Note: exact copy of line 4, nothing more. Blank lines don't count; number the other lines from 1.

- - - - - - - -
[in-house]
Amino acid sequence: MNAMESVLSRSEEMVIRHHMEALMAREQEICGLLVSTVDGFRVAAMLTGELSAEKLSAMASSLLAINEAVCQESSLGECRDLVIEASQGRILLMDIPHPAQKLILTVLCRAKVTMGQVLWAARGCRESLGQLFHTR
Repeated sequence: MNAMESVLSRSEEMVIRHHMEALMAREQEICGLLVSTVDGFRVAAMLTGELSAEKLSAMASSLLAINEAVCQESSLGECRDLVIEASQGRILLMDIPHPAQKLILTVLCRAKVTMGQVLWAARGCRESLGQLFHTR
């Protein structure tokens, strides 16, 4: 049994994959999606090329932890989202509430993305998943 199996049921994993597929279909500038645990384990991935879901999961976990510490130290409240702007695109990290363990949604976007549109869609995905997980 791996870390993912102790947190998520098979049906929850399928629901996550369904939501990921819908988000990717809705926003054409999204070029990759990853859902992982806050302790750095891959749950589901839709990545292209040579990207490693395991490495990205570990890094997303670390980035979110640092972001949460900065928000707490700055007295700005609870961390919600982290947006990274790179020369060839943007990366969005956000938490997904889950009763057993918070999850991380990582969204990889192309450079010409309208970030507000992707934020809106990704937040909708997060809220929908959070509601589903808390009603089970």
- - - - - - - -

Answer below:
């Protein structure tokens, strides 16, 4: 049994994959999606090329932890989202509430993305998943 199996049921994993597929279909500038645990384990991935879901999961976990510490130290409240702007695109990290363990949604976007549109869609995905997980 791996870390993912102790947190998520098979049906929850399928629901996550369904939501990921819908988000990717809705926003054409999204070029990759990853859902992982806050302790750095891959749950589901839709990545292209040579990207490693395991490495990205570990890094997303670390980035979110640092972001949460900065928000707490700055007295700005609870961390919600982290947006990274790179020369060839943007990366969005956000938490997904889950009763057993918070999850991380990582969204990889192309450079010409309208970030507000992707934020809106990704937040909708997060809220929908959070509601589903808390009603089970």